Leadership, by its nature, involves being out in front, cutting a trail through difficult surroundings and confronting problems as they arise. Leaders spot opportunities and through the combination of market evidence and intuition pursue the right course for themselves and their organizations. They figuratively walk ahead and make sure the surrounding conditions are suitable for their people and organization. They are involved in the day-to-day activities of those they lead.
The label ‘pusher’ is often associated with illegal drugs and is the opposite of leader; this behavior is bad and wrong by any stretch of its definition. The label ‘pusher’ can also be attributed to managers or others who goad their people to action for selfish or otherwise negative reasons. They are pushers in the sense of compelling their people to walk ahead and set off the business land mines so they do not get burned. They make their people do things that they are unwilling to do themselves. They are ‘too busy’ or feel they are above doing the ‘grunt work’ they expect their people to do.
Are you a leader or a pusher? Answer the following questions:
- When times are tough, do you make decisions based on fear?
- Do your personal motives drive your decision-making?
- Do you feel your ideas and decisions are more important than those of the people who work for you?
If you answered ‘yes’ to any of these questions, you might be a pusher. There are obviously many degrees of ‘pusher’ and they are not all bad. However, generally speaking a pusher is the antithesis of a leader. The outcome of the actions of a pusher never turns out positive. The outcome of the actions of a leader always turns out positive (though not always how you’d expect). Pushers make you do things; leaders make you want to do things. Pushers force, leaders inspire.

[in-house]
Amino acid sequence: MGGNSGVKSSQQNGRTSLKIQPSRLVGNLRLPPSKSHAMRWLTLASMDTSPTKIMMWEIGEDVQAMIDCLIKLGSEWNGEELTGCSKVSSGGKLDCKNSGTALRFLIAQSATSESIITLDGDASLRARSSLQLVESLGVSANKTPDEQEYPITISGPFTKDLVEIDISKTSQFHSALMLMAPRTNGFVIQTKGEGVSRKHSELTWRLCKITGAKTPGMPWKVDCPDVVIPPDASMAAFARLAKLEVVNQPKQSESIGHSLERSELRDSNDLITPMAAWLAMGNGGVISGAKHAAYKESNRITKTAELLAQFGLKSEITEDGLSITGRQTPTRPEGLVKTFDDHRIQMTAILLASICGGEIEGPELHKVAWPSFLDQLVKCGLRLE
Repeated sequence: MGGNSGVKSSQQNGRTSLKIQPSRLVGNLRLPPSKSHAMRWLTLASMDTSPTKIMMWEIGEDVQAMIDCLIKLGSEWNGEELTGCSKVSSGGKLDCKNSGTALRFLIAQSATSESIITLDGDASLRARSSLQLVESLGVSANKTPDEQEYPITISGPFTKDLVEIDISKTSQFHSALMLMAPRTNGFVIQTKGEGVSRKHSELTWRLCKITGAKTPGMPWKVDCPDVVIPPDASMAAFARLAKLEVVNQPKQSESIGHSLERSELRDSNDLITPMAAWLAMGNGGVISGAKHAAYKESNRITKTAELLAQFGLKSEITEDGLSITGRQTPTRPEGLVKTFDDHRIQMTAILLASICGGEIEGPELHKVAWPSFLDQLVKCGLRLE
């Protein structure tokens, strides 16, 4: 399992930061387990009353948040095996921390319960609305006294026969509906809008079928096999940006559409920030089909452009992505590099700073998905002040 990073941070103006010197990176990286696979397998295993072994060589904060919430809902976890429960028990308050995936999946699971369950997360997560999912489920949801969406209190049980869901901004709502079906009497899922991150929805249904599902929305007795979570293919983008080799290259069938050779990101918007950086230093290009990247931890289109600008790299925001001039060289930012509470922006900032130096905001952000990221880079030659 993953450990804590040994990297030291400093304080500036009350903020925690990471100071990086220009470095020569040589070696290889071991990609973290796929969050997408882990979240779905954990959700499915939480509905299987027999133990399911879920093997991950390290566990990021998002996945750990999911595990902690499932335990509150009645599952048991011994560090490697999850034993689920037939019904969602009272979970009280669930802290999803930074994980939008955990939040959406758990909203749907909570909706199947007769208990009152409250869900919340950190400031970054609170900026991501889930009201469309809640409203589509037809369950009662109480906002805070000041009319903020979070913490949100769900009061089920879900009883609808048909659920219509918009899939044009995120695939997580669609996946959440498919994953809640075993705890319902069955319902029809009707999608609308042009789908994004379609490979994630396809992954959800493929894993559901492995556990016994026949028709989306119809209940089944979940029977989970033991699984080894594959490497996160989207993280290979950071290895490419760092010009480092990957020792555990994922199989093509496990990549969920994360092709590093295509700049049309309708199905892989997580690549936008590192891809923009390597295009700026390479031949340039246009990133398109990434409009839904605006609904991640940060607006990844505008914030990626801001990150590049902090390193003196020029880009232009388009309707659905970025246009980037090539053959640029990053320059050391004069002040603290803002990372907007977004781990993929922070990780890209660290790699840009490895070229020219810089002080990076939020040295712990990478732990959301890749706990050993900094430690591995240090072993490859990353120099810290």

To become a leader, practice these principles:
- Courage: Leaders do not allow fear to direct their decisions. They possess the poise to make tough decisions, and they stand by the consequences. When times are tough they have the mettle to persevere.
- Integrity: Leaders are consistent in their actions, values and principles. Integrity plays an important part in their work life and their personal life. Their motives are aligned with their organizations and with their own internal beliefs.
- Humility: Leaders are humble. They are not weak or spineless but they posses an inner confidence that guides their actions. They are not in it to glorify themselves but to lift others.The best leaders are confidently humble.
The Product Management Perspective: The principle of leader vs. pusher applies nicely to product management. Product managers who push rather than lead do not succeed. Because you have to work with people you do not manage, it is imperative that you lead out and not try to push. Product managers who are leaders gain the respect and trust of their teams, and the quality and timeliness of the resulting products is evident.
Filed under: Integrity, Knowledge, Leadership, Market-driven, Product Management / Marketing, Trust Tagged: | confronting problems, courage, humility, Integrity, intuition, market evidence, opportunities